2009 United States House of Representatives elections

There were five special elections in 2009 to fill vacant seats in the United States House of Representatives.

One seat has switched parties, from Republican to Democratic, as the result of a special election.

Summary[edit]

District Election date
(links to special
election article)
Prior incumbent Reason for vacancy Winner
New York 20th March 31, 2009 Kirsten Gillibrand (D) Resigned January 26, 2009, to accept appointment as United States Senator to replace Hillary Clinton Scott Murphy (D)
Illinois 5th April 7, 2009 Rahm Emanuel (D) Resigned before the 111th Congress to become Barack Obama's White House Chief of Staff Michael Quigley (D)
California 32nd July 14, 2009 Hilda Solis (D) Resigned February 24, 2009, to become Secretary of Labor Judy Chu (D)
California 10th November 3, 2009 Ellen Tauscher (D) Resigned June 26, 2009, to become Under Secretary of State for Arms Control and International Security Affairs John Garamendi (D)
New York 23rd November 3, 2009 John M. McHugh (R) Resigned September 21, 2009, to become Secretary of the Army Bill Owens (D)

California's 10th congressional district[edit]

On June 26, 2009, Democrat Ellen Tauscher resigned to become Undersecretary of State for Arms Control and International Security. Democrat John Garamendi held the seat for the Democrats on November 3, 2009, defeating Republican David Harmer.

California's 32nd congressional district[edit]

On February 24, 2009, Democrat Hilda Solis resigned to become United States Secretary of Labor. Judy Chu, also a Democrat, won the election, defeating Republican Betty Chu by a wide margin.[1]

Illinois's 5th congressional district[edit]

On January 2, 2009, Democrat Rahm Emanuel resigned one day before the end of the previous Congress after being named White House Chief of Staff. Democrat Michael Quigley won the election April 7, 2009 election to replace him, handily defeating Republican Rosanna Pulido with better than a two-to-one share of the vote.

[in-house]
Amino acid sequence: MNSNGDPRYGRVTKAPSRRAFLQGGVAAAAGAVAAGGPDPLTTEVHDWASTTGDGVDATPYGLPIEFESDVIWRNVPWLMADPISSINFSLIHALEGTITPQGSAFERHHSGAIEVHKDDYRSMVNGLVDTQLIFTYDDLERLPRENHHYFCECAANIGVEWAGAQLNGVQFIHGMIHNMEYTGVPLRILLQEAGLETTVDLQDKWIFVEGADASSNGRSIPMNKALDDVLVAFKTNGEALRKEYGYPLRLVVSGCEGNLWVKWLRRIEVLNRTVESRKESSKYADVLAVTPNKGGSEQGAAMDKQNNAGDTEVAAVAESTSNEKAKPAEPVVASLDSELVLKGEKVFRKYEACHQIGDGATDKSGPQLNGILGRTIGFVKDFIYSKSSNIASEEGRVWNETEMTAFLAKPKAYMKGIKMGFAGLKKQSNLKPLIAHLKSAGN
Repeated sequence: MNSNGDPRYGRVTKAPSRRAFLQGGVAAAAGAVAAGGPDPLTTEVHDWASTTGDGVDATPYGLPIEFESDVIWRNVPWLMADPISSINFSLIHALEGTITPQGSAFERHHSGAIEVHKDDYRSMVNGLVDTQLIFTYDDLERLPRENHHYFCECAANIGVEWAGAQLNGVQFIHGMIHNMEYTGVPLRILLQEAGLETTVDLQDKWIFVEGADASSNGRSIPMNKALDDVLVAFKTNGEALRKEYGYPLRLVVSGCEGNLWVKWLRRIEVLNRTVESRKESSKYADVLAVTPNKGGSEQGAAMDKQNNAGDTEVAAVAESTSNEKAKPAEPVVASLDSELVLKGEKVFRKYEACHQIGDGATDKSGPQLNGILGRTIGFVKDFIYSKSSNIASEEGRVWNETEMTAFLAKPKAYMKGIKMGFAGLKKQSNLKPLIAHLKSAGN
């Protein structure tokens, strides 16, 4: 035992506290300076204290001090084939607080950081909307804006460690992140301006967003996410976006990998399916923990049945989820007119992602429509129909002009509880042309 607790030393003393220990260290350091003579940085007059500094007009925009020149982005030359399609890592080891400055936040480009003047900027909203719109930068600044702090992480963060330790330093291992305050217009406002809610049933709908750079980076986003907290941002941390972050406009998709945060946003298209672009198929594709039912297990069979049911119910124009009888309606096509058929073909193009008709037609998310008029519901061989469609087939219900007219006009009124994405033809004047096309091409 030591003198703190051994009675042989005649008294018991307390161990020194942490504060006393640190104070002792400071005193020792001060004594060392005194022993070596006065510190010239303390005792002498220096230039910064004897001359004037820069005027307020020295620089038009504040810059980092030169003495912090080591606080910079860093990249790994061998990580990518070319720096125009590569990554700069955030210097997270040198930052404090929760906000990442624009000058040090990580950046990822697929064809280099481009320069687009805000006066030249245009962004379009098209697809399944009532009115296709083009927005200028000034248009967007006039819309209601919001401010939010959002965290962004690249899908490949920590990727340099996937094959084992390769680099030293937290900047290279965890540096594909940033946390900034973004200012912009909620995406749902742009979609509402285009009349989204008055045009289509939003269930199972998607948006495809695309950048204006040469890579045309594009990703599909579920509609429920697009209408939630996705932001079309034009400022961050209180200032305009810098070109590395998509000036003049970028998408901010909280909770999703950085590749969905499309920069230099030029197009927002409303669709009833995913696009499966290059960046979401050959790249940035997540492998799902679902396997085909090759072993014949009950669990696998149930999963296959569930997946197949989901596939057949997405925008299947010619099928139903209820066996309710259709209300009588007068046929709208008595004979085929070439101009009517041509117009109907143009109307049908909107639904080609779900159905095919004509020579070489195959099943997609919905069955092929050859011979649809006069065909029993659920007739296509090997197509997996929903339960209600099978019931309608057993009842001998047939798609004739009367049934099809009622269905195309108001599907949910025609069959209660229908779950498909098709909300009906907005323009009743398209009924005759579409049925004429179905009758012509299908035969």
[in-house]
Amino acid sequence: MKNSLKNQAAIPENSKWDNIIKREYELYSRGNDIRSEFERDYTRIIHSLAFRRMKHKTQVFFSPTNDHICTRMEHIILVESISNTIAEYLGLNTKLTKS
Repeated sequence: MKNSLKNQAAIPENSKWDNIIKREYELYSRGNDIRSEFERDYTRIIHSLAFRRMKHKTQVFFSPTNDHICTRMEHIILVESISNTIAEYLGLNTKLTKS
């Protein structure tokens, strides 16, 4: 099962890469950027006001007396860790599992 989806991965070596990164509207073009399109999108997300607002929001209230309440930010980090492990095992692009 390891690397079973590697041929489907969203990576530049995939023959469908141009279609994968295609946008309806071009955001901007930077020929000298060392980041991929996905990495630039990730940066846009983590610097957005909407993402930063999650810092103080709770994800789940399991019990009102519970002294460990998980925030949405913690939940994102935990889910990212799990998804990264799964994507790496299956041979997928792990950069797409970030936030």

New York's 20th congressional district[edit]

On January 26, 2009, Democrat Kirsten Gillibrand resigned when appointed to fill Hillary Clinton's U.S. Senate seat. Scott Murphy, a fellow Democrat, won the election held March 31, 2009, defeating Republican Jim Tedisco by fewer than 700 votes. Because of the slim margin, Tedisco did not concede the race until more than three weeks later, when overseas ballots had been counted.

New York's 23rd congressional district[edit]

On September 21, 2009, Republican John M. McHugh resigned to become United States Secretary of the Army.[2] On November 3, 2009, Democrat Bill Owens defeated Conservative Doug Hoffman and Republican Dede Scozzafava in a race that garnered considerable press attention. Days before the election, Scozzafava dropped out of the race, then endorsed the Owens, the Democrat.[3]

References[edit]

  1. ^ "Democrat claims US House seat in Calif". The Washington Post. July 14, 2009.[dead link]
  2. ^ Weiner, Mark (September 16, 2009). "Rep. John McHugh is confirmed as Secretary of the Army". Syracuse Post-Standard. syracuse.com.
  3. ^ "Scozzafava Backs Ownes, Stuns GOP: Lifelong Republican throws support to former Democratic rival". Watertown Daily Times. November 1, 2009. Archived from the original on November 3, 2009. Retrieved November 3, 2009.

See also[edit]